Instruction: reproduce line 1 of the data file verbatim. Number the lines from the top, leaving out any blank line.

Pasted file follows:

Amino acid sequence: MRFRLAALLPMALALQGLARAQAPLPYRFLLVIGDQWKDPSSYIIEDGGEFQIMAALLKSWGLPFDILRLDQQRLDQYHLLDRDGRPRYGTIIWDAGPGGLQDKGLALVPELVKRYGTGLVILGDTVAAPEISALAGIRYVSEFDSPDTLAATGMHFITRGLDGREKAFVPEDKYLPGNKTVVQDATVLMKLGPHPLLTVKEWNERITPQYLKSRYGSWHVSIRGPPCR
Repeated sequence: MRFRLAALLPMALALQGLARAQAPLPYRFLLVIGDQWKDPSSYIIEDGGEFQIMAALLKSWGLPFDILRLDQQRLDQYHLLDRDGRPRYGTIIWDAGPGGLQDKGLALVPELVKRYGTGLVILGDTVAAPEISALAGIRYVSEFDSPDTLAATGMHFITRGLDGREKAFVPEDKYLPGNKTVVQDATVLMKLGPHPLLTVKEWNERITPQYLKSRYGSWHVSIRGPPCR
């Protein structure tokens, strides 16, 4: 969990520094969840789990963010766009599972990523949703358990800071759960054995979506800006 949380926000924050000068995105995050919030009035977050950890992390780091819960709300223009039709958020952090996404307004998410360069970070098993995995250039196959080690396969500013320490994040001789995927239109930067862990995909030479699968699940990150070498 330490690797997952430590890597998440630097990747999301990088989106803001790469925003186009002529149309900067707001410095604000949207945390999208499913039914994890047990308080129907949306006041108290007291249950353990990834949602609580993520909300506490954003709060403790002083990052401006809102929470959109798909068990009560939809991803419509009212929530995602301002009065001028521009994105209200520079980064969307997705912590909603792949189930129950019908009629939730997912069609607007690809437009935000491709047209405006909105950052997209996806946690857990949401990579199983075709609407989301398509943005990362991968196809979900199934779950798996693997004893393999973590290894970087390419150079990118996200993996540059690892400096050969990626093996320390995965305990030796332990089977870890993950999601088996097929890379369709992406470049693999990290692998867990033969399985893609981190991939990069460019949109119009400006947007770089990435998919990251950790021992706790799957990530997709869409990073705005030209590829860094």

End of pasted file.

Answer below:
Amino acid sequence: MRFRLAALLPMALALQGLARAQAPLPYRFLLVIGDQWKDPSSYIIEDGGEFQIMAALLKSWGLPFDILRLDQQRLDQYHLLDRDGRPRYGTIIWDAGPGGLQDKGLALVPELVKRYGTGLVILGDTVAAPEISALAGIRYVSEFDSPDTLAATGMHFITRGLDGREKAFVPEDKYLPGNKTVVQDATVLMKLGPHPLLTVKEWNERITPQYLKSRYGSWHVSIRGPPCR